I just returned from a quick trip to Amsterdam where I was invited to speak at a session called "Health Care Innovation Event", a conference of the CEOs and other top administrators of many of the Dutch hospitals, along with the Dr. Ab Klink, Minister of Health, Welfare, and Sport. I am a little amazed by this -- and no, I am not being falsely modest -- but people are very interested in the quality and safety process improvement steps we have taken at BIDMC and also in our efforts at transparency on this blog and on our hospital's website. I am surprised because I think we are just beginning to tap the potential improvements we can make in this arena, and we consider ourselves as just learning how to do it well. Other hospitals, like those in the Ascension Health system and Cincinnati Children's Hospital, have been at it for a longer time and with greater results. Nonetheless, it is very nice to have a chance to explain our programs to others around the world and to meet really interesting and thoughtful people. Inevitably, I bring back more ideas than I impart.
After the formal presentations in Amsterdam (at the amazing ING building!), we had break-out sessions during dinner. (They were very accommodating and made my table the sole English-speaking one.) During the sessions, the facilitator at each table was posting the table's comments in real time on video discussion boards spread around the room. It was like having a dozen simultaneous twitter sites going on! Later, the combined discussion board was used by the MC as a tool for reporting the major conclusions from each table.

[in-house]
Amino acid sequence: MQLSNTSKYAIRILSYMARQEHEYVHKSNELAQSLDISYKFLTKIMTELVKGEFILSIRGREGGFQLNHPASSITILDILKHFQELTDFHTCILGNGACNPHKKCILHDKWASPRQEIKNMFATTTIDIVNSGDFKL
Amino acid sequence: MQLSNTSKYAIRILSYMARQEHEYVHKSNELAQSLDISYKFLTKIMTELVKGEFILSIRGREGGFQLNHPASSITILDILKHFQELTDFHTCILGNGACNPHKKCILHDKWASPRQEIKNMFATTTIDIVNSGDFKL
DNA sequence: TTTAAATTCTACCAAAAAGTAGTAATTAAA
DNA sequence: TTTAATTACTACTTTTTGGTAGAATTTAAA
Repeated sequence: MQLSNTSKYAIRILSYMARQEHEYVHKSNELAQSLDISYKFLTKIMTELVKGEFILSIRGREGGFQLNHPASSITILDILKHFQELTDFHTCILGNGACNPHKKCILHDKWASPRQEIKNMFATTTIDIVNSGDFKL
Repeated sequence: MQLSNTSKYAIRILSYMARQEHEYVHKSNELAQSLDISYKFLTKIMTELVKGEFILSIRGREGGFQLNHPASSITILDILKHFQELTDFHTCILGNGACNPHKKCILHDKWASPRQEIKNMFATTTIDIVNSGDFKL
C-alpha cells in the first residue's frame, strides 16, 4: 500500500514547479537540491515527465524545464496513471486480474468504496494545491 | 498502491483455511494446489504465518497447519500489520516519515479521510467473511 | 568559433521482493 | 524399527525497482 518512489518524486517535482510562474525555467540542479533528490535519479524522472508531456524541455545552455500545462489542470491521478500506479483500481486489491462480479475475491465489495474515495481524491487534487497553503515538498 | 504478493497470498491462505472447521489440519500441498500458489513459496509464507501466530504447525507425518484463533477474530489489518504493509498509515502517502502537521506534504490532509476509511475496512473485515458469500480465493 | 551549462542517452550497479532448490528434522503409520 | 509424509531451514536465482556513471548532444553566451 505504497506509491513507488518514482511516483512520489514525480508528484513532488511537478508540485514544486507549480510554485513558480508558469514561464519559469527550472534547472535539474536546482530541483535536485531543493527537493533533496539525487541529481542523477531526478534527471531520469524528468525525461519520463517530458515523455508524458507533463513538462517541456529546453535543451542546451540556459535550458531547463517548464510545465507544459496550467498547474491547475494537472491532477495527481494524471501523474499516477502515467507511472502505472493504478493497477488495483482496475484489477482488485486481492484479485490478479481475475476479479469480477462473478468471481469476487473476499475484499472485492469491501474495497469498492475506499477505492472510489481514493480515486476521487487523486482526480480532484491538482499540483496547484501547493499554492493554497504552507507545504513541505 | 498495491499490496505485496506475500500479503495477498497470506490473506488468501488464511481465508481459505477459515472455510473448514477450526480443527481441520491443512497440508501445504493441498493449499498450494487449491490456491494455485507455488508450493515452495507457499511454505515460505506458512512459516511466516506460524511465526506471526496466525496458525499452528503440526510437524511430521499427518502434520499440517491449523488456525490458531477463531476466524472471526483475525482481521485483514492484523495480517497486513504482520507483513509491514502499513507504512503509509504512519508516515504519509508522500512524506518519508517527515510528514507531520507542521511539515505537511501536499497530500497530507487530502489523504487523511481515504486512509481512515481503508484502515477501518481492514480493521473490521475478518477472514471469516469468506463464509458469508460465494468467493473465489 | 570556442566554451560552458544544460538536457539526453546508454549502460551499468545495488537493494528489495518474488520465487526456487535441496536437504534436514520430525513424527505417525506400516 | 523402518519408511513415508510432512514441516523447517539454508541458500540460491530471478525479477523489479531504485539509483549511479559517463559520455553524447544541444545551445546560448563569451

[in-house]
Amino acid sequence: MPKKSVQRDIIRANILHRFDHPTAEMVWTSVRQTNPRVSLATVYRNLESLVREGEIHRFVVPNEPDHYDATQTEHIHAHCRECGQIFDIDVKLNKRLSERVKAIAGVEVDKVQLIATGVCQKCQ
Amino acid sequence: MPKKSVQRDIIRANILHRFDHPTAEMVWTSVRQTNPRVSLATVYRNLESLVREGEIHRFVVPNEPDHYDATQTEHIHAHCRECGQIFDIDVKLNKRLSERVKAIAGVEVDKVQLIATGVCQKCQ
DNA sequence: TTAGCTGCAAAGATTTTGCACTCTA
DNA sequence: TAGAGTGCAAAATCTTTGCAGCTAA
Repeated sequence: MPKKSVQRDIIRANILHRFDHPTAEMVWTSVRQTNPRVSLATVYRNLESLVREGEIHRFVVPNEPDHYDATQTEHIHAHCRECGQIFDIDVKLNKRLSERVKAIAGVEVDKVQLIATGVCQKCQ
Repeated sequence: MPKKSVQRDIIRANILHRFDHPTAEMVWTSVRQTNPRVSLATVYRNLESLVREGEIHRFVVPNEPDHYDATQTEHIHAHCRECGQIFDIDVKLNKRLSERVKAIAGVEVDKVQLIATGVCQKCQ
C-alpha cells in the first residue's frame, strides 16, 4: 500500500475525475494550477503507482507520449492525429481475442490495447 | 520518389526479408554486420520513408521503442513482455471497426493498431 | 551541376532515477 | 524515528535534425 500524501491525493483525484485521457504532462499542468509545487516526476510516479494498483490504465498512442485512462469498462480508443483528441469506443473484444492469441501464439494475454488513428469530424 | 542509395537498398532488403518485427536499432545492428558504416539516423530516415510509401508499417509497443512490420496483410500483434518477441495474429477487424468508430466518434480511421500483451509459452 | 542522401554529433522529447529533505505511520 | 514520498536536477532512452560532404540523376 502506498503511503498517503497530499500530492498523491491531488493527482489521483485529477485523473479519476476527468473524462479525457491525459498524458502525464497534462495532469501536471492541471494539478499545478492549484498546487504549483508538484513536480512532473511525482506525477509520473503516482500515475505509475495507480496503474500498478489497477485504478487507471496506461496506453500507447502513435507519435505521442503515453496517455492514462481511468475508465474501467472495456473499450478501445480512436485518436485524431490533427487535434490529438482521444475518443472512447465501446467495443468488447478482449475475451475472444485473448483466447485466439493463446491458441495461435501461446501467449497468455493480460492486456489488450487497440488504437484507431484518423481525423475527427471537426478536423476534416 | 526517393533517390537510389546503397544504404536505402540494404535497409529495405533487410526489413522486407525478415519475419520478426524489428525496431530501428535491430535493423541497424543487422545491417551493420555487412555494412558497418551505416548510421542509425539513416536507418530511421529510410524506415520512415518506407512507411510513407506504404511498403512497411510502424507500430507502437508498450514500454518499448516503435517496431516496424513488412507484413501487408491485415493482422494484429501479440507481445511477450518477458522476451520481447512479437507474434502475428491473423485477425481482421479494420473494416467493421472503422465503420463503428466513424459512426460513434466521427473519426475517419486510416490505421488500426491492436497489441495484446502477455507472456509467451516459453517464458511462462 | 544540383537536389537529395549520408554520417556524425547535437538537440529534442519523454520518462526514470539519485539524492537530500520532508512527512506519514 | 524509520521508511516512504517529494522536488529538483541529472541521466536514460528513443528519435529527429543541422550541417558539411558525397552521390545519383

By the way, the Netherlands has a very interesting and recently enacted insurance program for the country. This replaced the former system of government insurance. All people are required to have insurance and can purchase it from any of a number of private insurance companies. Some of these companies are for-profit and some are non-profit. There are about four large ones and over a dozen small ones. No company can refuse to provide coverage to any person. The annual cost of insurance is about 1000 to 1200 Euros. The government subsidizes the cost of insurance to people with low incomes. The insurance covers the full range of medical diagnostic and treatment services. You can also buy supplemental insurance to cover things like single rooms in the hospitals, cosmetic surgery, and the like.
Beyond this program of "cure" insurance, there is a separate government program for "care". This covers long-term care and other parts of the medical care spectrum that are essentially uninsurable.
I was told that the country as a whole spends 45 billion Euros on health care for these two types of coverage, for 16 million people -- or about 2800 Euros per year per person. With the "cure" portion amounting to 1000 to 1200 Euros per person, that leaves 1600 to 1800 Euros per year for the "care" portion.
The hospitals are non-profit, like most in the US. Interestingly, payment for services rendered is not generally based on the kind of diagnosis specific ("DRG") system we have in the US, although there is a movement in that direction. There is actually very little documentation -- for billing purposes -- of the services rendered. Either doctors are on salary or the billing is based on a simple count of those patients coming through. That's one way to reduce administrative costs. On the other hand, as was pointed out at our meeting, this means that there is very little accountability for the choice and efficacy of the clinical procedures actually undertaken. A person at our table suggested that Holland should move more to the US reimbursement system to hold providers more accountable. This was met with mixed reactions, as people understood that this would add administrative costs to the system.